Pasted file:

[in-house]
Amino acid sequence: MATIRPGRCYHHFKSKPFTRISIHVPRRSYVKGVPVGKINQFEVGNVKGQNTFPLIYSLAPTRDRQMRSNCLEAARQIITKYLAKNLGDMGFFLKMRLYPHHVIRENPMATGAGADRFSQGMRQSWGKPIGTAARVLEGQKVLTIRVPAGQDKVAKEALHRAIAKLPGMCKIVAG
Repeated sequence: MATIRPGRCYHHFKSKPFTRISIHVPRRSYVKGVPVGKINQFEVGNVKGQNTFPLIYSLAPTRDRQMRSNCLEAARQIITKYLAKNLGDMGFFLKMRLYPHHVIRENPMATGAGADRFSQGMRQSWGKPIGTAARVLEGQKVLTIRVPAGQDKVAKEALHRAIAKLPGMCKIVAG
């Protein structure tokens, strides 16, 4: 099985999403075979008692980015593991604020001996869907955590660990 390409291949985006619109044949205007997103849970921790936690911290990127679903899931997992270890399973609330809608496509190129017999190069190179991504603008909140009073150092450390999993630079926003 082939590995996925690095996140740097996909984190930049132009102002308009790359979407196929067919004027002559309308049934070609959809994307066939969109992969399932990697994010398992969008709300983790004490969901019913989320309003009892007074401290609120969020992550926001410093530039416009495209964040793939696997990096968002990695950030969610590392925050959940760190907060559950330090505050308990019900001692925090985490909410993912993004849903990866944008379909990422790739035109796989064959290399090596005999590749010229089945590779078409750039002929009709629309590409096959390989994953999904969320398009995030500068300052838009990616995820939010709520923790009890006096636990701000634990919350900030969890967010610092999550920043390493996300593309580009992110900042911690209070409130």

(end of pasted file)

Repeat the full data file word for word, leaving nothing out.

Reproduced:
[in-house]
Amino acid sequence: MATIRPGRCYHHFKSKPFTRISIHVPRRSYVKGVPVGKINQFEVGNVKGQNTFPLIYSLAPTRDRQMRSNCLEAARQIITKYLAKNLGDMGFFLKMRLYPHHVIRENPMATGAGADRFSQGMRQSWGKPIGTAARVLEGQKVLTIRVPAGQDKVAKEALHRAIAKLPGMCKIVAG
Repeated sequence: MATIRPGRCYHHFKSKPFTRISIHVPRRSYVKGVPVGKINQFEVGNVKGQNTFPLIYSLAPTRDRQMRSNCLEAARQIITKYLAKNLGDMGFFLKMRLYPHHVIRENPMATGAGADRFSQGMRQSWGKPIGTAARVLEGQKVLTIRVPAGQDKVAKEALHRAIAKLPGMCKIVAG
């Protein structure tokens, strides 16, 4: 099985999403075979008692980015593991604020001996869907955590660990 390409291949985006619109044949205007997103849970921790936690911290990127679903899931997992270890399973609330809608496509190129017999190069190179991504603008909140009073150092450390999993630079926003 082939590995996925690095996140740097996909984190930049132009102002308009790359979407196929067919004027002559309308049934070609959809994307066939969109992969399932990697994010398992969008709300983790004490969901019913989320309003009892007074401290609120969020992550926001410093530039416009495209964040793939696997990096968002990695950030969610590392925050959940760190907060559950330090505050308990019900001692925090985490909410993912993004849903990866944008379909990422790739035109796989064959290399090596005999590749010229089945590779078409750039002929009709629309590409096959390989994953999904969320398009995030500068300052838009990616995820939010709520923790009890006096636990701000634990919350900030969890967010610092999550920043390493996300593309580009992110900042911690209070409130």